The University of California has filed an appeal with the U.S. Court of Appeals for the Federal Circuit in Washington, D.C. over the CRISPR-Cas9 genome editing technique.
When U.C. Berkeley’s Jennifer Doudna, in collaboration with Emmanuelle Charpentier of the University of Vienna, and Feng Zhang of the Broad Institute of MIT and Harvard both filed separate patents covering the technology back in 2012, Zhang’s application was approved first; However, Doudna and Charpentier claimed that they had demonstrated the applications of CRISPR as an editing tool first, making them the true inventors of the technology. The two parties eventually took the issue before the Patent Trial and Appeal Board.
In February of this year, PTAB determined that the use of CRISPR-Cas9 technology in human cells as described in patents filed by Zhang and his team was separate from the general use of that same technology in any cell type as Doudna and her team at UC Berkeley claimed with their patent applications. In short, PTAB concluded that the inventions claimed in the patents filed by both parties were distinct and did not overlap, therefore each would retain the right to license their own patents to any third party.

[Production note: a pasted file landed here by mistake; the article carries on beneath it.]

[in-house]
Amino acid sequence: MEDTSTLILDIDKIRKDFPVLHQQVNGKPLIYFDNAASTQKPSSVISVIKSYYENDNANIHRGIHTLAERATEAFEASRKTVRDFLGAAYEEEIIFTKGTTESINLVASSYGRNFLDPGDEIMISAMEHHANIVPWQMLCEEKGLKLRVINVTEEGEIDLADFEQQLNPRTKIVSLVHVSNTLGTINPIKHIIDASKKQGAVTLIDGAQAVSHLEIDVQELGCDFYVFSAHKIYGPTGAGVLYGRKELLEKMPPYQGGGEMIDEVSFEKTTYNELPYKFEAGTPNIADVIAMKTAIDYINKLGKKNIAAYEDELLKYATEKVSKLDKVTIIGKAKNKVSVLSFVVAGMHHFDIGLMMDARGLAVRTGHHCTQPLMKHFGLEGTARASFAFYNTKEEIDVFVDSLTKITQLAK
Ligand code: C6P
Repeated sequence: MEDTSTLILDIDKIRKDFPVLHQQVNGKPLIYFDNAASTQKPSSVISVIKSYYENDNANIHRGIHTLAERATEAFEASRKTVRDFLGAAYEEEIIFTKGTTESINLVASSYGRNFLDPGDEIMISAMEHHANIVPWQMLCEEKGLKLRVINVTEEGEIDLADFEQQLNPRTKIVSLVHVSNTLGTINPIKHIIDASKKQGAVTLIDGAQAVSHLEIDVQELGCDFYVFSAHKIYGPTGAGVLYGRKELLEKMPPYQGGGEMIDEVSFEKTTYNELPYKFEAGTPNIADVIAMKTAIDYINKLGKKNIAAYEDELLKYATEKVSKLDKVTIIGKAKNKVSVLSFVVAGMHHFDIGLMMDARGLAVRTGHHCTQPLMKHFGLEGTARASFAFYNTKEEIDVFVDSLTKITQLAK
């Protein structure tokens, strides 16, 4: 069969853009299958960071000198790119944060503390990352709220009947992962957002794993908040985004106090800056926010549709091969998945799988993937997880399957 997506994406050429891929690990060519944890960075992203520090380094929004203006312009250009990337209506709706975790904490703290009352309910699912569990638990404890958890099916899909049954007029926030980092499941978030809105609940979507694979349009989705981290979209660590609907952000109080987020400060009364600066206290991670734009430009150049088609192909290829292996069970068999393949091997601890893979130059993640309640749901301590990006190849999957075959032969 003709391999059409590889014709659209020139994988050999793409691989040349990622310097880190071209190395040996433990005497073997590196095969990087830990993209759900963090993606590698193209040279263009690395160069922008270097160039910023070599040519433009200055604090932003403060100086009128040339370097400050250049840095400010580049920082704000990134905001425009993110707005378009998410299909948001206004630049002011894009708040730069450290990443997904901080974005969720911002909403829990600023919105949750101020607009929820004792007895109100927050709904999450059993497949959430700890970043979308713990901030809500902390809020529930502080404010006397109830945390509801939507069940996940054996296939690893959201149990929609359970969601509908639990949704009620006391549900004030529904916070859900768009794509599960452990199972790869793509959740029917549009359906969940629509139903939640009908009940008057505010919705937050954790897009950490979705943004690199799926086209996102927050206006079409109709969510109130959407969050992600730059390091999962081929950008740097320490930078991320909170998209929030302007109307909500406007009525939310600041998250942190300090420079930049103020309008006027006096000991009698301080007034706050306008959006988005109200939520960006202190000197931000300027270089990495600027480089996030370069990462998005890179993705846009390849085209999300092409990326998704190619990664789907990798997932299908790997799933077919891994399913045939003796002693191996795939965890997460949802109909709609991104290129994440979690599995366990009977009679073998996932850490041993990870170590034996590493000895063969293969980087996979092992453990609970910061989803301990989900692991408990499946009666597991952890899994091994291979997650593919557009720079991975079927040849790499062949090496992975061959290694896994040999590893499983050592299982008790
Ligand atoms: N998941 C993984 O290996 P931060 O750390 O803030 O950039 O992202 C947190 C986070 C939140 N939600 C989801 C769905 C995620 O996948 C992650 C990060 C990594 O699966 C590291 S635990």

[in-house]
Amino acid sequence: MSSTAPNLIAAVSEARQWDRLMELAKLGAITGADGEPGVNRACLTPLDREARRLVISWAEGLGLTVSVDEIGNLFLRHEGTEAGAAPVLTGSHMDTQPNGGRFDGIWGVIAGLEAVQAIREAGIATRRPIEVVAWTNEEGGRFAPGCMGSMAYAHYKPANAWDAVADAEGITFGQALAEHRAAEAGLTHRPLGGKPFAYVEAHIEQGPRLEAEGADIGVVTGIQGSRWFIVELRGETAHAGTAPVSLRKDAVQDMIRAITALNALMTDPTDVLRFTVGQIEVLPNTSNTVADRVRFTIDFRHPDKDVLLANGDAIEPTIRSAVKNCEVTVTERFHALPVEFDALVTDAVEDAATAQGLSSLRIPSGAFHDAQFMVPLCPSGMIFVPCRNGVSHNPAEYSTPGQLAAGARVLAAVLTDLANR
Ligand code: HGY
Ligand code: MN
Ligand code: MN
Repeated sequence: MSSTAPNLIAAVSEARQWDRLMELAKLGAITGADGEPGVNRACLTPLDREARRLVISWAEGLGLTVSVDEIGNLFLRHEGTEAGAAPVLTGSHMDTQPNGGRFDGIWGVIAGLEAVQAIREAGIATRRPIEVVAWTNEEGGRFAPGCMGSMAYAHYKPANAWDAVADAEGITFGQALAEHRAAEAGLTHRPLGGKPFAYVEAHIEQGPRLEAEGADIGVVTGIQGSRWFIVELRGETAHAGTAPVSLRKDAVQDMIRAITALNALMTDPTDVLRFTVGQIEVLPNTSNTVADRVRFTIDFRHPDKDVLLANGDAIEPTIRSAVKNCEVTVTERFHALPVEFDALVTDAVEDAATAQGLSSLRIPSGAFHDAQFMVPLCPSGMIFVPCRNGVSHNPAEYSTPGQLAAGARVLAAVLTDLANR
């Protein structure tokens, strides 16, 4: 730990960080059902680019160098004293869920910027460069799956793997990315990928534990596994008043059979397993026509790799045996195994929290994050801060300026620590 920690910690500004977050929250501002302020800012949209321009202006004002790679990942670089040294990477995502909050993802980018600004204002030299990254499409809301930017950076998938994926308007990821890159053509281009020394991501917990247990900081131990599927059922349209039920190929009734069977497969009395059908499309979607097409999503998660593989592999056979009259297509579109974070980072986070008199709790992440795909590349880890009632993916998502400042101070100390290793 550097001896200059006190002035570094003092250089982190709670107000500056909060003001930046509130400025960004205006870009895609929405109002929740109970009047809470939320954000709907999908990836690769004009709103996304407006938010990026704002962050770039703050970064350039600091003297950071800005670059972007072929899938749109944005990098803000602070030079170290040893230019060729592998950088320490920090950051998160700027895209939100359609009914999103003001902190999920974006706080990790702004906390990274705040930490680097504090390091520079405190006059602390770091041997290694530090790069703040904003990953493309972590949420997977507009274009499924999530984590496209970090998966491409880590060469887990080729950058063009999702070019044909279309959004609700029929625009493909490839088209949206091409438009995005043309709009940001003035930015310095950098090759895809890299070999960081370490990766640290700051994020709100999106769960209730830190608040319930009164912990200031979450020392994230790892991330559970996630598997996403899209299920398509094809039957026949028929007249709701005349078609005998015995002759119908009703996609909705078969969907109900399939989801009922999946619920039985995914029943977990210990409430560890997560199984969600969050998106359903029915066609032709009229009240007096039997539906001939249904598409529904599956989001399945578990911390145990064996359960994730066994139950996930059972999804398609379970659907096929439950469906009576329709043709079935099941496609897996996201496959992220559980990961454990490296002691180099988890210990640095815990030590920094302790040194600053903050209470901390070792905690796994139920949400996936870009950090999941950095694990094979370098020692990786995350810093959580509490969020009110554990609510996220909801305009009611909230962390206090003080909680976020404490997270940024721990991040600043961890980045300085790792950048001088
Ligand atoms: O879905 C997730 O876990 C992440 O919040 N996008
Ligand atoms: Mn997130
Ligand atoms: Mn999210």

On Tuesday, the University of California filed an appeal, stating that PTAB overlooked key aspects of the case and was incorrect in its ruling that the two discoveries did not overlap. The appeal asks for a reversal of the Patent Trial and Appeal Board’s previous decision, stating that the patents held by both parties do, in fact, interfere and that “The use of the CRISPR-Cas9 system in eukaryotic cells is not separately patentable from the general application of the CRISPR-Cas9 system in any cell type.”
The upcoming ruling may not only determine if the two parties’ patents overlap but, if so, who will hold the rights to this patented technology.